The consequences of the (luxury) consumption mindset can be highlighted in a handful of images. Our ‘home’ has been ignored and left to tumble down around us. We are reaching a tipping point where the results for the natural world are catastrophic and, selfishly, no one can really predict the implications for the world’s citizens. As Gus Speth stated: “The top environmental problems are selfishness, greed and apathy…..and to deal with those we need a cultural transformation……and we scientists don’t know how to do that”.

Diverting people away from luxury consumption and toward a generosity of spirit and a desire to leave a lasting legacy would be a fantastic change.

As previously mentioned, from a wildlife perspective if we solely focus on demand reduction and provide no alternative for consumers to meet their status and self-image desires, they are likely to simply substitute one rare product for another (rhino horn for ivory etc.) depending on the current demand reduction campaigns in the public arena. Can re-inventing the concept of magnificence provide that cultural transformation and a pragmatic alternative to challenge the entrenched desire to buy (luxury) ‘stuff’?

Historically, people who have made a contribution that could be categorised as Magnificent, have focused on buildings (museums, cathedrals, art galleries etc.) in urban areas. One reason for this was given the large number of people in cities and towns their legacy would be seen by many and they would be remembered long into the future. In many countries around the world, we don’t need more buildings. As for for a person’s generosity of spirit being noticed, the internet means good deeds can be communicated worldwide.

The most pressing need today is to reconnect society with nature and establish a better balance between human needs and the needs of the planetary eco-systems. Given the growing middle class and desire for luxury goods, reconnecting people around the world with the concept of magnificence may be critical to ensuring ecological sustainability.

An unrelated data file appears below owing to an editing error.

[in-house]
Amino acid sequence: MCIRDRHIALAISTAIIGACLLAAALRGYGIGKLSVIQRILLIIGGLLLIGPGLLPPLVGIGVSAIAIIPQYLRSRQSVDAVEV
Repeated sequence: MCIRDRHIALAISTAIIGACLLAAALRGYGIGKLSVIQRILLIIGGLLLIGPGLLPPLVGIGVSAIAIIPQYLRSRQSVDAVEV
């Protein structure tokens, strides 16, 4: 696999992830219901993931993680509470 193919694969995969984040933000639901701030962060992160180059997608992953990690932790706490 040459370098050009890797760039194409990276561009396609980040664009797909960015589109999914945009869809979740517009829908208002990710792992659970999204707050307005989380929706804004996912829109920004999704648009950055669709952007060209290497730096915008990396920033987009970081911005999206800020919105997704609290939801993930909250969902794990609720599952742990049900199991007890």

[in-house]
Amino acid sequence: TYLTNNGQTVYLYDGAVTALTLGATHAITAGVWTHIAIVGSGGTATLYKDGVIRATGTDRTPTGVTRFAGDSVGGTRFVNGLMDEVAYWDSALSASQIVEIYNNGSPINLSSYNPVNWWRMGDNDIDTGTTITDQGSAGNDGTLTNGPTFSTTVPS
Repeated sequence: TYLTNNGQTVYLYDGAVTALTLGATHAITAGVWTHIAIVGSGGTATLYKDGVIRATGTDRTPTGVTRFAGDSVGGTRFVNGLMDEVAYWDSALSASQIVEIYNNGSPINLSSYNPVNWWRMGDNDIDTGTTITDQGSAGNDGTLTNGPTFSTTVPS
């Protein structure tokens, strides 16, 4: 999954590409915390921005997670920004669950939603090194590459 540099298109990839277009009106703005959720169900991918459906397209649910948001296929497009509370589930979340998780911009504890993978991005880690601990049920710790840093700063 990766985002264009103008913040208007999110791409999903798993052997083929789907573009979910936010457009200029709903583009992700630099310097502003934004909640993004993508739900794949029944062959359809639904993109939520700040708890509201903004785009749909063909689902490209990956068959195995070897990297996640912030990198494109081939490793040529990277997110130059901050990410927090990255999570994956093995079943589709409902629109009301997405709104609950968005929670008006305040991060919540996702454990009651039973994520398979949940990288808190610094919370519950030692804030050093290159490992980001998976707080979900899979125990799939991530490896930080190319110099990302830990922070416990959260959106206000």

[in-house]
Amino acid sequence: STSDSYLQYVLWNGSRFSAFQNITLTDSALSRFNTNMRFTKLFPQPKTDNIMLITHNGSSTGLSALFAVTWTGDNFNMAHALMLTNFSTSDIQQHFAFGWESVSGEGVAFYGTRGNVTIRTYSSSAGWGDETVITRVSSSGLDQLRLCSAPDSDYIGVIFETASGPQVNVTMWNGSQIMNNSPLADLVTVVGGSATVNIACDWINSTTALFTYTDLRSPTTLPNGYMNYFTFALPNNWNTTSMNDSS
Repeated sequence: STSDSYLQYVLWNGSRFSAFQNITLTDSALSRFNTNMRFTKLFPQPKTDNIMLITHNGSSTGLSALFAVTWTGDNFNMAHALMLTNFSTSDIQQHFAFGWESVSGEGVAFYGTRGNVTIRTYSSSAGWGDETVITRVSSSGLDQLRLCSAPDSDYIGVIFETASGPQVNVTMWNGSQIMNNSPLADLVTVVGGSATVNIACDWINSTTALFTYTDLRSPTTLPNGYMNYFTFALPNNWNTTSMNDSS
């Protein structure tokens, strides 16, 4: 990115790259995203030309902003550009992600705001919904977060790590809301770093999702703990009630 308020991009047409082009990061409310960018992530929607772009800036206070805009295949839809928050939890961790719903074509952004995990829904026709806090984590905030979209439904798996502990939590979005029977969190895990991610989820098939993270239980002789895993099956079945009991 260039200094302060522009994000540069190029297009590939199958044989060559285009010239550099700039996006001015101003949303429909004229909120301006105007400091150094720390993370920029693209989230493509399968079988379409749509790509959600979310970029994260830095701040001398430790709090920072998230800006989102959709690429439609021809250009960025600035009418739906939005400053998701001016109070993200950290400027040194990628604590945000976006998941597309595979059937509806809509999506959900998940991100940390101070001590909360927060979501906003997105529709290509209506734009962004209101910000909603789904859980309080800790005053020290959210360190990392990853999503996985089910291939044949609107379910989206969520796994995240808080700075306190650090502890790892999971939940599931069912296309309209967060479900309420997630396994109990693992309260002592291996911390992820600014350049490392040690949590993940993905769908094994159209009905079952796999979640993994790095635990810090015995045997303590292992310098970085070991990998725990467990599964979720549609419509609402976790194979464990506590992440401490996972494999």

It must be clarified that magnificence should not be considered as philanthropy. No matter how generous it may be, these issues cannot be solved with just 3% of philanthropic contributions going towards the Environment/Animals (see graph). This is not about a gift or only giving to a project which enables a tax deduction. This is about a culture change, accepting that there is plenty of money around people just choose to spend it on more hedonistic pursuits, dictated by their ‘tribes’.

Nature Needs More (and Breaking The Brand) Founder, Dr Lynn Johnson, is currently researching a way of re-inventing magnificence. By interviewing people around the world who are demonstrating the magnificence mindset, the goal of this research is to understand what motivates them to contribute or actively engage with the public good. Using those insights, the subsequent aim is to design social marketing strategies and campaigns to change the behaviour of wealthy people who currently engage exclusively in luxury consumption, specifically those consuming luxury illegal/endangered wildlife ‘products’. The aim is to re-direct their desire to consume with a motivation to contribute to the natural world, as a alternative way to ‘win’ in the social comparison stakes.